Are you ready? It’s time again for a monthly beefy play-by-play of the Sacramento real estate market. There are many things to talk about, but fortunately there are two options for reading this post:
- 30 Seconds: Briefly scan the graphs below in 30 seconds.
- Three Minutes: Take a few minutes to digest the graphs and commentary.
Enjoy. By the way, should I keep doing this format? Is it helpful or too much?
Warning – Traditional Economics at Work: As inventory has increased, the median sales price has decreased. It’s always a bit normal to see values cool off during colder months, but it’s also a function of basic economics. When supply increases, prices tend to go down. Let’s look at a closer view below.
A Closer Look at Price & Inventory: The median price in Sacramento County for November 2013 was about $245,500, which is down from a high of $253,000 a few months ago. Housing inventory is now at 2.5 months, which is a dramatic change from being at a one-month supply for nearly one year until about six months ago when inventory began an upward trek.
How Fast are Listings Being Absorbed? The absorption rate is basically how fast current listings are being sold or pended each month. It’s an inverse of the months of inventory really, so this rate declines as inventory increases. Right now the absorption rate is 40.4%, which means that roughly 40% of all listings entered “pending” status on MLS or closed escrow last month. All you need to do to figure out the monthly absorption rate is divide the number of sales over the past month by the number of current listings. By the way, here is a quick tutorial on how to calculate housing inventory in case it’s useful (YouTube video).
Same Old Distressed News: Foreclosure sales used to dominate the market, but now they’re only hovering at about 5% of all sales in Sacramento County. Short sales have persisted to decline and only represent about 10% of all sales so far this quarter.
The Difference of Five Years: It’s incredible to see that in five years the market has gone from being 84% distressed to roughly 16% distressed. Isn’t that an amazing stat?
Trading Places in the Market: Cash sales have seen a hefty 14% decline over the past few quarters, and this is creating more space for FHA and conventional buyers to actually get offers accepted. On a personal note it means I’ve been doing quite a few FHA appraisals. An increase in inventory also means buyers can be more picky, which is also why we’re seeing sellers beginning to offer closing costs again as an incentive to “seal the deal”. This is no longer a “price it however you want” market.
Changes at the Lower End: The market under $200,000 was basically gutted by cash investors over the past year, but FHA is gaining ground again as you can see in the graph above.
A Return to the Bottom: Right now cash sales are at a level close to when the market hit bottom in early 2012 for under $200,000 and even before for the entire county. This is significant because investors swooped in when values bottomed out in the first quarter of 2012 and were one of the big factors for helping create the latest real estate boom. The exponential increases in value were primarily driven by investors, low interest rates and low inventory. Rates are still really low, but things are clearly changing in the cash and inventory department.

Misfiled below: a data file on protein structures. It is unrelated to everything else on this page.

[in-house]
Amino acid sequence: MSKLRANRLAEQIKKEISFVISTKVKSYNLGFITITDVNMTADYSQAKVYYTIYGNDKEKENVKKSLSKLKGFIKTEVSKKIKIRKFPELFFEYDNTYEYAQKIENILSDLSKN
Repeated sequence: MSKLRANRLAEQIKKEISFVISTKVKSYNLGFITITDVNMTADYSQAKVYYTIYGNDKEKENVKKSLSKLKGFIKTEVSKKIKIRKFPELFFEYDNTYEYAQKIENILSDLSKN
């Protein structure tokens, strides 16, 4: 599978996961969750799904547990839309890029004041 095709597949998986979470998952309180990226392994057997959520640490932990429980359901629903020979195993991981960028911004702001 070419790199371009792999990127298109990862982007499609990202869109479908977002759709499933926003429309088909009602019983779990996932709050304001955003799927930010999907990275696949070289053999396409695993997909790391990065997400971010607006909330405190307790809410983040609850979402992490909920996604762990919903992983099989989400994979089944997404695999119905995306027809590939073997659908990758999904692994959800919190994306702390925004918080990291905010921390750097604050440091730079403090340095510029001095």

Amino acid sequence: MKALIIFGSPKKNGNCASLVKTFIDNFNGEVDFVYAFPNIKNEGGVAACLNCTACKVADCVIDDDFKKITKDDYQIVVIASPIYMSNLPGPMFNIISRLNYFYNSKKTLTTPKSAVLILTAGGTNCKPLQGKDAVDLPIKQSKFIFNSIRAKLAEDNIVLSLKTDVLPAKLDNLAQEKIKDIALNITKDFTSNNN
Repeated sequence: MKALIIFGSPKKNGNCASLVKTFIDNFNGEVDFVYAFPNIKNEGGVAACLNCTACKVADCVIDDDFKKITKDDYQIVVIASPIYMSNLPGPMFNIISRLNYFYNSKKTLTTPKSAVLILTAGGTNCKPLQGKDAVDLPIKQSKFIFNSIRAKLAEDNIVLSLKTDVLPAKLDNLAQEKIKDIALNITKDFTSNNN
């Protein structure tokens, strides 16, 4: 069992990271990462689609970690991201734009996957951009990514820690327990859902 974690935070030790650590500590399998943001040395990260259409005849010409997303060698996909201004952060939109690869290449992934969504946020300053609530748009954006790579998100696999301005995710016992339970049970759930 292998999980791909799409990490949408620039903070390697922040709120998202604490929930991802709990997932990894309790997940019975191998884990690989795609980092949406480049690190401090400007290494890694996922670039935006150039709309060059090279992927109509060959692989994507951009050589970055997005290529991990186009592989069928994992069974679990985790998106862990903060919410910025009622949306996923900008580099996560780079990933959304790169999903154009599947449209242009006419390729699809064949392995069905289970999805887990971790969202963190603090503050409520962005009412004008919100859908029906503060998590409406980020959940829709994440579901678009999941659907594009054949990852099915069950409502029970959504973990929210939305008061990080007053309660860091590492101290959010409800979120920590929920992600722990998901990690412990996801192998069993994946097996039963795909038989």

A Different Market: A chart like this helps to show that the market is now different from even six months ago. Cash is down and conventional and FHA are up. This is true for the entire county, and it’s also true for the lower end of the market under $200,000. Some believe that FHA has not been increasing because of mandated mortgage insurance, but that is simply not true.
The Forces of the Market: Real estate is not just about supply and demand. There are some many “layers” of the market that help create or impact value. As you can see, a decline of interest rates, improving job market and increase of housing supply tends to impact price over time.
A Busy Graph Worth Digesting: Here is a panoramic view of the same trends above, but with ten more years of data. I know this is a VERY busy graph, but it’s also really telling. Spend a minute digesting what is going on here.
The Word on Jobs: Sacramento and California both saw an exponential increase in joblessness after the previous real estate “bubble” burst. Both the state and county since have been slowing getting back to levels more consistent with the rest of the nation.
Specifics on Jobs: Unemployment in Sacramento County has been declining since the summer of 2010. Currently the unemployment rate as of October 2013 is 8.4%. It’s still definitely not where we’d like it to be closer to 5%, but at least it’s not still 13% like it was, right? This graph pairs jobs with the median price. Jobs are a layer of value in the market that can impact the overall direction of values, but they are really only one layer. Ultimately the Sacramento real estate market will be healthier and stronger when the local economy improves and it’s easier to find good jobs. Bottom line.
Video of Trends: If you’d rather watch or listen to my interpretation of the market, check out the video above (or here). Feel free to share this video on your blog of social media too.
Share the Graphs: As always, you can use these images unaltered in your newsletter, on social media sites or blog posts (just link back). See my sharing policy for more details.
Question: Any thoughts, insight or stories to share? I’d love to hear your take.